As far as I know the French guys began to latinize their language as soon as the 16th century or even sooner, far before the word "nation" was invented... There was a big difference between the French language spoken in the north (due to the Germanic influence - Francs, Normands, etc) and the language spoken in the south - influenced more by the Latin and maybe Italian languages... So they tried to replace the northern spoken language which had a more "Germanic" sound with the more soften southern French language... Aparently they succeded... Those times, I suppose that "the light" came from Italy... it was more desirable to approach the language to the Latin and Italian than to German language...
As for Romanians, you know also that there were many problems with the excesses of "frenchisation" of the Romanian language... During the 19th century and the beginning of the 20th, in Romania, the French language was the reference, not the Latin language... Tell me about the Latin words introduced those times (not the French words - most of them neologismes) by "force" and which non-Latin words were eliminated? Many words were eliminated, but this was a natural phenomena... I could give you an example about a Latin based name: Paulina. How many young ladies have today this name ??? Almost none, because Paulina just sounds... so old... There are many words (especially tools and objects) used today only by the elders- non-Latin based words which will disappear within the next 20 years because those tools or objects will cease to exist... What remains, it will be the hard core of the language, common words, etc many of them being Latin... Other words will be invented or assimilated from other languages, etc... This is a natural phenomena which is present not only in Romanian language.


This post has been edited by johnny_bi on August 15, 2005 02:55 am
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sid guttridge
Posted: August 15, 2005 11:39 am
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Hi Guys,

I have found the following source on the current composition of the Romanian vocabulary:

http://romania.ibelgique.com/langue-roumaine.htm

It gives the following breakdown of the origins "of the current composition of the Romanian vocabulary":

20% Latin
38.4% French
14% Slav
3.7% Turkish
2.4% Greek
2.3% German
2.4% classical Latin
1.7% Italian

In total, 63% is derived directly or indirectly from Latin.

However, of interest here is the high French input - 38.4%.

Perhaps Imperialist would care to explain where this high French content came from, given that France had little contact, let alone influence, on what became Romania before the 19th Century?

Cheers,

Sid.
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Iamandi
Posted: August 15, 2005 11:52 am
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Sid, in history of our country, like a poor armed country encircled ... in some ways, we desperatly hook about France. And this was not only a millitary action, we generalized that... if you understand what i want to say.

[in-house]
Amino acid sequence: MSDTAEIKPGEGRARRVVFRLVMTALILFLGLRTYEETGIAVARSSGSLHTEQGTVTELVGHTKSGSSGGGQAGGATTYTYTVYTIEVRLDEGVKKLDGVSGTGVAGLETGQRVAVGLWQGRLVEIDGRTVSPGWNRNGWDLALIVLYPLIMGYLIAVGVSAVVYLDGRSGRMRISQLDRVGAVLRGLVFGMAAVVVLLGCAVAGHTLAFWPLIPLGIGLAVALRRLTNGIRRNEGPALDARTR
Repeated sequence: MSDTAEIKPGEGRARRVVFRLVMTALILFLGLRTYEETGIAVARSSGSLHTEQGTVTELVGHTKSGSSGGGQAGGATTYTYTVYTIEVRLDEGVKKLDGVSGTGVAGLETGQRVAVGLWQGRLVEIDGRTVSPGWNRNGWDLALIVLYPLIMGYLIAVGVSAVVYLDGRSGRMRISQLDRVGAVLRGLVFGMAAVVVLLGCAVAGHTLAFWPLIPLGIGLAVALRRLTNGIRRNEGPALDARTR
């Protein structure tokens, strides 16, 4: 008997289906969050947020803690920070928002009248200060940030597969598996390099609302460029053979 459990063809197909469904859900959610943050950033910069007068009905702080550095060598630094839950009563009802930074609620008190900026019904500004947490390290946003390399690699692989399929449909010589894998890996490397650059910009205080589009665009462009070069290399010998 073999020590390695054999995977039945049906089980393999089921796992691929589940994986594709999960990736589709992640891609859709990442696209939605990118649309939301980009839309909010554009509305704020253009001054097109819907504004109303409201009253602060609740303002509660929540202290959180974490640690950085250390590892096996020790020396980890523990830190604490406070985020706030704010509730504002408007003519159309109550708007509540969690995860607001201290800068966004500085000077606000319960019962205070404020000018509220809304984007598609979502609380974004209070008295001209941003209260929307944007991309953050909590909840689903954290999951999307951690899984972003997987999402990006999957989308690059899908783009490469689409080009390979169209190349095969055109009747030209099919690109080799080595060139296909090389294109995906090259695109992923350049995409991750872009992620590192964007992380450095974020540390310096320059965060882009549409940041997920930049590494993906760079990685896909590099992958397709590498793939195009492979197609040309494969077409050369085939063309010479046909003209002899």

:D Now we don't say "furculision", we evolved... now we say "furculishon" :D

One "apropos" to an old satiric theatre scene.

Iama
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sid guttridge
Posted: August 15, 2005 11:53 am
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Hi Imperialist,

What, no Romanian dialects?

Linguists apparently recognise three south of the Danube and five north (from Muntenia, Moldova, Ardeal, Banat and Oltenia). Want a source?

Cheers,

Sid.
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sid guttridge
Posted: August 15, 2005 12:00 pm
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Hi Iamandi,

I am making no value judgement on Romania and Romanians here. It makes good sense to adopt loan words from related languages. My own language (English) is like a sponge in this regard.

What I don't understand is why Imperialist is trying to pretend that "Re-Latinisation" of the Romanian language was not widespread from the early 19th Century and that the main source was French.

I am as patriotic as the next man, but it serves no useful purpose to deny self evident facts, particularly when they are in no way damaging to one's country.

Cheers,

Sid.
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Imperialist
Posted: August 15, 2005 12:02 pm
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QUOTE (sid guttridge @ Aug 15 2005, 11:39 AM)
However, of interest here is the high French input - 38.4%.

Perhaps Imperialist would care to explain where this high French content came from, given that France had little contact, let alone influence, on what became Romania before the 19th Century?


I dont think the issue ever was about lack of contact or influence.

The issue was french scholars coming in Romania to write the first Romanian dictionaries and grammar books in the 19th century...
You did not provide examples of those scholars, which in everybody's knowledge here, were inexistent doing the things you said they did, nor did you withdraw that dubious claim.

p.s. I will check those procentages too...
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Imperialist
Posted: August 15, 2005 12:07 pm
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QUOTE (sid guttridge @ Aug 15 2005, 12:00 PM)


What I don't understand is why Imperialist is trying to pretend that "Re-Latinisation" of the Romanian language was not widespread from the early 19th Century and that the main source was French.